Disability Discrimination/Reasonable Accommodation
The Americans with Disabilities Act of 1990 (“ADA”) and the ADA Amendments Act of 2008 (sometimes referred to as the “ADA-AA”) were enacted to assure the inclusion of persons with disabilities in the labor market.
Federal (as well as state) laws protect employees from discrimination due to their disability provided they are “qualified individuals with a disability”, which is defined as an individual who, with or without reasonable accommodation, can perform the essential functions of the job in question, despite their disability.
Federal law further defines a “disability” as:
- a physical or mental impairment that substantially limits one or more of the major life activities of such individual;
- a record of such impairment; or
- being regarded as having such an impairment.
With regards to reasonable accommodation, the ADA explicitly states that the term “discriminate” includes “not making reasonable accommodations to the known physical and mental limitations of an otherwise qualified individual with a disability.
Affording an employee reasonable accommodation is required to be an interactive process rather than a situation where the employer merely dictates what is to occur.
It is unlawful to retaliate against an individual for requesting reasonable accommodate or for complaining about disability discrimination.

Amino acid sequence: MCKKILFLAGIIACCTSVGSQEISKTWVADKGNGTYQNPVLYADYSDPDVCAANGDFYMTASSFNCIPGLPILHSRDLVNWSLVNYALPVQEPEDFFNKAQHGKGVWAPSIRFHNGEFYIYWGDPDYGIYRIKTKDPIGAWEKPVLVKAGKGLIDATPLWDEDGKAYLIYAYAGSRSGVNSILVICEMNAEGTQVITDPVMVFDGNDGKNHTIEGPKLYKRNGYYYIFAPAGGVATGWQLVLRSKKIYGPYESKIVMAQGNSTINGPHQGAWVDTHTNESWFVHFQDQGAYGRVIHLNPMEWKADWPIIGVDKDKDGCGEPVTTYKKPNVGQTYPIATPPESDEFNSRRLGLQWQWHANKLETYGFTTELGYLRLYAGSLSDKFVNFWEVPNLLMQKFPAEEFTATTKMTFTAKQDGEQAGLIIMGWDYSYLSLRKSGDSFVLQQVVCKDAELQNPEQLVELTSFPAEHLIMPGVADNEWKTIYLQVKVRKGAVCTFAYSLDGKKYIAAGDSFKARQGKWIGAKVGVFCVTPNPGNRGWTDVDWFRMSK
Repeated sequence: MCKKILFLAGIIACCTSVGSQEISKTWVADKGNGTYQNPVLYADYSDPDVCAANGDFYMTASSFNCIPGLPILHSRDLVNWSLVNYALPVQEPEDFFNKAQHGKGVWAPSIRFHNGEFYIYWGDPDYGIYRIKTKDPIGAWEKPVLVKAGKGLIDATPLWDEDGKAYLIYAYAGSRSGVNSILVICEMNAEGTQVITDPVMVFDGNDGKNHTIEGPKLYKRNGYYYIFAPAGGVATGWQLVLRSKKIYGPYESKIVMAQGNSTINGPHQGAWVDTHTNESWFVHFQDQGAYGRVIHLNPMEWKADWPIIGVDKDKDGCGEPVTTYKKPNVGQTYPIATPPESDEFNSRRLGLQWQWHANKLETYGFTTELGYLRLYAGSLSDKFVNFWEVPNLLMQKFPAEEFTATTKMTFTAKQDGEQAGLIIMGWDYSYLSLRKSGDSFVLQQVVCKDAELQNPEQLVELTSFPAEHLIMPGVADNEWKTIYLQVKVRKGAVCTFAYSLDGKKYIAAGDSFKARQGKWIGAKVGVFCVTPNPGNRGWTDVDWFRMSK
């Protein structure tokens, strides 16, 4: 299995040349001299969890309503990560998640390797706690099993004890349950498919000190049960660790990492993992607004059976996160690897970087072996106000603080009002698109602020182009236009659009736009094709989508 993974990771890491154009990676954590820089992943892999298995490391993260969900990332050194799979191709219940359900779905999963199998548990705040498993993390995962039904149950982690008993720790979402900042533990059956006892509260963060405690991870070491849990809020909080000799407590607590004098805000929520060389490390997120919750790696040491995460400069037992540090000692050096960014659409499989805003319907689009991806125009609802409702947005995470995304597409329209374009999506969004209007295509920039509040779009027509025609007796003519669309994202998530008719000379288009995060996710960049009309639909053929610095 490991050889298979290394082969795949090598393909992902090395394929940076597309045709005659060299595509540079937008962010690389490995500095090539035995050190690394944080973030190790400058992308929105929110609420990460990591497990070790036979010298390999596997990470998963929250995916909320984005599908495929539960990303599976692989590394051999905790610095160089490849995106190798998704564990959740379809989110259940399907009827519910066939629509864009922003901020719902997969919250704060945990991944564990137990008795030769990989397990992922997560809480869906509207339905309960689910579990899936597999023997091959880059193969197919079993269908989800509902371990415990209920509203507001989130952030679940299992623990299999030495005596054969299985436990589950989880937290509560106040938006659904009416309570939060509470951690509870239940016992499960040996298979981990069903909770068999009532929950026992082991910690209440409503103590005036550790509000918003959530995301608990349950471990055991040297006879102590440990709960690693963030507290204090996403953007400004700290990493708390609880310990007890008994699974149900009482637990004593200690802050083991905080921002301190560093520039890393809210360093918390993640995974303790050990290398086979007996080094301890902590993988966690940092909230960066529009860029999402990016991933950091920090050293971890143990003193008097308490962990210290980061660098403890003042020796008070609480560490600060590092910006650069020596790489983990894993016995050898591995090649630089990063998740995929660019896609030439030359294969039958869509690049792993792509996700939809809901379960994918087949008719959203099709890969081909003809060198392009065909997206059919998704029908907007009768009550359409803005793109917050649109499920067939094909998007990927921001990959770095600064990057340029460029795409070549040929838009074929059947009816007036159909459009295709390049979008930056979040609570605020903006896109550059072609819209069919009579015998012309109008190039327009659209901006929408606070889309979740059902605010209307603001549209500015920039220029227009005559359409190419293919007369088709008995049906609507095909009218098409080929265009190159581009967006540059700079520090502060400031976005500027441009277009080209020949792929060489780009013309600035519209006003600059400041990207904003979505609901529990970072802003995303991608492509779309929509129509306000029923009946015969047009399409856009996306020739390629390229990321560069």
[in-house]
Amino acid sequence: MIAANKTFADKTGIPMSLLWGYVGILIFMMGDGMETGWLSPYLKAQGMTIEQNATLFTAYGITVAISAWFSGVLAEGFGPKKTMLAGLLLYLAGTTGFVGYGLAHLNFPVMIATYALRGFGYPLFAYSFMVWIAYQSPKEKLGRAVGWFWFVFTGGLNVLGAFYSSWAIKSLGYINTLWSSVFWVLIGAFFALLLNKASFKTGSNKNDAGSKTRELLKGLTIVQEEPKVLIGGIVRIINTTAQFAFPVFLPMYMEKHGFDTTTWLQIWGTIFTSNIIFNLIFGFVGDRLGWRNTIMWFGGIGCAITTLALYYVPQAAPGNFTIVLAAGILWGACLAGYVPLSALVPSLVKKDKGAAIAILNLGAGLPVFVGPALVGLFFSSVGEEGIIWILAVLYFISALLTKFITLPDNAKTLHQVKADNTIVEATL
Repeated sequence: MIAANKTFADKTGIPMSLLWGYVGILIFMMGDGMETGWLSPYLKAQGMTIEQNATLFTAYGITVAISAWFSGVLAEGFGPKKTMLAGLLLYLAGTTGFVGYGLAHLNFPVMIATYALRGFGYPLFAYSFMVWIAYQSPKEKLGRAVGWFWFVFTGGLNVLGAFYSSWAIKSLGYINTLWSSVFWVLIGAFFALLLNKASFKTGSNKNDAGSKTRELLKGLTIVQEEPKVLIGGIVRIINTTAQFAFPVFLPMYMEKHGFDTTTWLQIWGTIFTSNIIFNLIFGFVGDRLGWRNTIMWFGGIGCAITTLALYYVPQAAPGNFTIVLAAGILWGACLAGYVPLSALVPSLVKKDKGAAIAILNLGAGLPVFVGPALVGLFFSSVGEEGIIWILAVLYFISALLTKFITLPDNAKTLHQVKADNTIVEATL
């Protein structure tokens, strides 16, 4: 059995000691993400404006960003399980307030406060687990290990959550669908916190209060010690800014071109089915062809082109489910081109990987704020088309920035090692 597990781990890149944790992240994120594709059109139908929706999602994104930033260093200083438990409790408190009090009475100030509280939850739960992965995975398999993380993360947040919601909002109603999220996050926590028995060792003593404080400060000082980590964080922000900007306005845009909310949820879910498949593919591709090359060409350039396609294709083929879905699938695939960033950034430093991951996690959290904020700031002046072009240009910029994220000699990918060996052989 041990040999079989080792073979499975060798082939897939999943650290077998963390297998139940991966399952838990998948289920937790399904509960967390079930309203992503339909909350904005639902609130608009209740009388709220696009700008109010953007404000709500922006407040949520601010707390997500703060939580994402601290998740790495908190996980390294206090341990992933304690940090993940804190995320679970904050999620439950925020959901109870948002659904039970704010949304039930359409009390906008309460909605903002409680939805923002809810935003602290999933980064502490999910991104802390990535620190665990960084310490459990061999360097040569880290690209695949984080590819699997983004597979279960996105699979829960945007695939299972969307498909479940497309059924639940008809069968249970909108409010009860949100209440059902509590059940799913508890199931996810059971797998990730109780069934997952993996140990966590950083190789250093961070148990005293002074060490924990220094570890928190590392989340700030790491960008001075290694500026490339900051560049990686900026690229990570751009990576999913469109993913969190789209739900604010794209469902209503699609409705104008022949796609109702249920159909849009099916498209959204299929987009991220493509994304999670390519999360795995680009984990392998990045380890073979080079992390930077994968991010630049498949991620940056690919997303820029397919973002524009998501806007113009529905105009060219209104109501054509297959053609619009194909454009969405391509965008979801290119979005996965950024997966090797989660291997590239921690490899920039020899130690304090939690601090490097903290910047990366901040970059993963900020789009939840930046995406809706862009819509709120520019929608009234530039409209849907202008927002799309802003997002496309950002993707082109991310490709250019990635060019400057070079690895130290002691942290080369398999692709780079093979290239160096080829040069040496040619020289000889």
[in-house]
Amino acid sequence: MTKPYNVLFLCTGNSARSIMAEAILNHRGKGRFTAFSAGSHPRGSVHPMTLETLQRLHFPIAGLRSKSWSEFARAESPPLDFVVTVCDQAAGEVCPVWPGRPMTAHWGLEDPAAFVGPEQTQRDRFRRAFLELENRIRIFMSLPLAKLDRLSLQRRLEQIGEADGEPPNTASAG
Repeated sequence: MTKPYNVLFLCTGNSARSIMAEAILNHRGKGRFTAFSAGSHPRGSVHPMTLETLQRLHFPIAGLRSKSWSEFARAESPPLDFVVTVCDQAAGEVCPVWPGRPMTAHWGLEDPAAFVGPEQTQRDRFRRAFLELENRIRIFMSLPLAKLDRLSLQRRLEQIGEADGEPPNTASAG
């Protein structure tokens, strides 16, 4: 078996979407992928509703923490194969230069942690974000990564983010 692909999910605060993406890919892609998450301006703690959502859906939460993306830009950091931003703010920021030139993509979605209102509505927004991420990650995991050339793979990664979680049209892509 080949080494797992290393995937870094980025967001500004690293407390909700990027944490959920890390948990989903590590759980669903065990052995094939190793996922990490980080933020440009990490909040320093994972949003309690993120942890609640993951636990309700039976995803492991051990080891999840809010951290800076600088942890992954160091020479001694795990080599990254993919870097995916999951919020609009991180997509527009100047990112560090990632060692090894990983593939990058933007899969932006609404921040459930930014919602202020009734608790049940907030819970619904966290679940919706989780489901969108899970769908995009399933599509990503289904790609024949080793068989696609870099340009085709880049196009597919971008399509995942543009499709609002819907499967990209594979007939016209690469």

- Were you an employee in good standing before you advised your employer that you had a disability, and then once your employer became aware of your disability your employer’s attitude towards you suddenly changed and your employer started going out of his/ her way looking for things that were allegedly wrong with your performance?
- Has your employer refused/ resisted/ unreasonably delayed affording you reasonable accommodation?
- Do you want to know how to most effectively (and most safely for your continued employment) go about requesting reasonable accommodation and/ or complaining about disability discrimination?
I have many years experience litigating ADA-AA claims in federal court, as well negotiating severance matters involving potential ADA-AA claims. I also have frequently advised current employees in ADA-AA matters, to inform them of their rights and to inform them of certain steps they should take to preemptively protect them from actions Employers may otherwise take against them in the future.
If you believe that you may have been subjected to discrimination/ harassment due to your disability, or if you are concerned that you may in the future be subjected to discrimination due to your disability, or if you need reasonable accommodation and are concerned that your employer will resist/ refuse your requests for same, then call me to briefly discuss if it makes sense for you to come in for an appointment to my Chicago loop office to further discuss your employment situation.